Explaining its purpose a Haji (one who has performed the Hajj) commented, "It gives us the feeling of oneness.

We forget that we are Indian, or Egyptian, or Chinese; it is immaterial whether we are Syed or Khan. The ruler and the ruled adorn the same cloth, and obey the same command.

"Every one gathers for the same purpose-to give himself to the service of God", he added.

Thus, Hajj is an expression of belief, an acknowledgment of the command of God. "What is Thy Command?", asks a pilgrim and submits, to His call, "Here I am O Lord, in answer to your call."

Hajj is performed at the appointed time-within the first ten days of Zul-Hijjah. A pilgrimage to Mecca at any other time is called Umrah.

Hajj begins with the arrival of the pilgrim near Mecca. He divests himself of his clothes, and assumes the sacred robe, lhram.

This garment consists of two seamless wrappers, one warpped round the waist and the other thrown loosely over the shoulders, the head is left uncovered.

The pilgrim now having entered upon the Hajj, faces Mecca and makes the niyat (intention), and says, "O God, I propose to make the Hajj, make this service easy for me and accept it from me."

He then proceeds on his journey to the Holy city of Mecca, the birthplace of Prophet Mohammad, and the site of the Holy Kaaba, the prime focus of the Muslim world and a symbol of the permanence of the Islamic faith.

At different places on the way he recites the hymn quoted in the beginning of the article, which means, "I stand up, I stand up!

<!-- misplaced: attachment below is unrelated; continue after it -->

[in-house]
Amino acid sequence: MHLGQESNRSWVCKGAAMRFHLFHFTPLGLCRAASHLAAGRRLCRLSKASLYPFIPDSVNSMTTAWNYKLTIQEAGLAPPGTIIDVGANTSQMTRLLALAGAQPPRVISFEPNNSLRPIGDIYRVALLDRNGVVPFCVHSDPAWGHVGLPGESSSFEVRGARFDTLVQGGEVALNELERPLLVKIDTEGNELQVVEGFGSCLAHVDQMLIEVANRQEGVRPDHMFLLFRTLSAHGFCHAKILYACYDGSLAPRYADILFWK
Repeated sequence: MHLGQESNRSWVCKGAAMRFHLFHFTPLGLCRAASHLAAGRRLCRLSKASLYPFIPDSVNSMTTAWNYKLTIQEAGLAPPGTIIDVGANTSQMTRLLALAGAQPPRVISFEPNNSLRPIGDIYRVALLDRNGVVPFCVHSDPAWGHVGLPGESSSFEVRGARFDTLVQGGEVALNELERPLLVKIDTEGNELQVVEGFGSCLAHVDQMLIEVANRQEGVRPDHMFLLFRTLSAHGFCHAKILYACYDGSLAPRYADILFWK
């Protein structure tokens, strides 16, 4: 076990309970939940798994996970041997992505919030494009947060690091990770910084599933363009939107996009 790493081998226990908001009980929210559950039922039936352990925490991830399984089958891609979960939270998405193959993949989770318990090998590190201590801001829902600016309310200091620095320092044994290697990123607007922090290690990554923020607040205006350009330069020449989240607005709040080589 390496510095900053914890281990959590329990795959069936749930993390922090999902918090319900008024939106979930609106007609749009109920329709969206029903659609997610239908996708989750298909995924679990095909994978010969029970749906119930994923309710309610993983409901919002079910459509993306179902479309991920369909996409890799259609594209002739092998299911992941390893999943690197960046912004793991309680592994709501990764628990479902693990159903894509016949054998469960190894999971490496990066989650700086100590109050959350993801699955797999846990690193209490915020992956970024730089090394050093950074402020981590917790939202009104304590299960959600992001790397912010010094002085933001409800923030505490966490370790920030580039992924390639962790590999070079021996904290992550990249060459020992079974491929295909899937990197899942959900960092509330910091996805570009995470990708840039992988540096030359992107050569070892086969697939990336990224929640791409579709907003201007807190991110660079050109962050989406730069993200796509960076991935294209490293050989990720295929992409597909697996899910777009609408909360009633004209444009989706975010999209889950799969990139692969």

There is no partner with Thee stand up! Verily Thine is the Praise, the Blessing and the Kingdom! There is no partner with Thee!"

Immediately after his arrival at Mecca he visits the Masjid-ul- Haraam, and then kisses the Hajar-ul-Aswad (the Black Stone). He then circles the Kaaba seven times, a proceeding which is called Tawaaf.

It is a gesture to show the Haji's readiness to obey the command of Allah. The Kaaba is said to have been built by Abraham.

The pilgrim then runs from the top of Mount As-Safa to the summit of Mount Al-Marwa seven times. According to tradition, Hajra (the wife of Abraham) ran between the two hills in search of water for her suckling son, Ishmail.

The panic, the scorching heat and the thirst-stricken baby drove her up and down the hills seven times, till the spring of Zam-Zam gushed forth from under the baby's feet.

The Holy water of Zam-Zam still quenches the thirst of millions of Hujjajs (plural of Haji) who come here every year.

On the seventh day, the pilgrim listens to the khutba, or sermon in the great mosque. On this day the ceremony of washing the Holy Kaaba is performed by the King of Saudi Arabia, the servant of the Holy Mosque.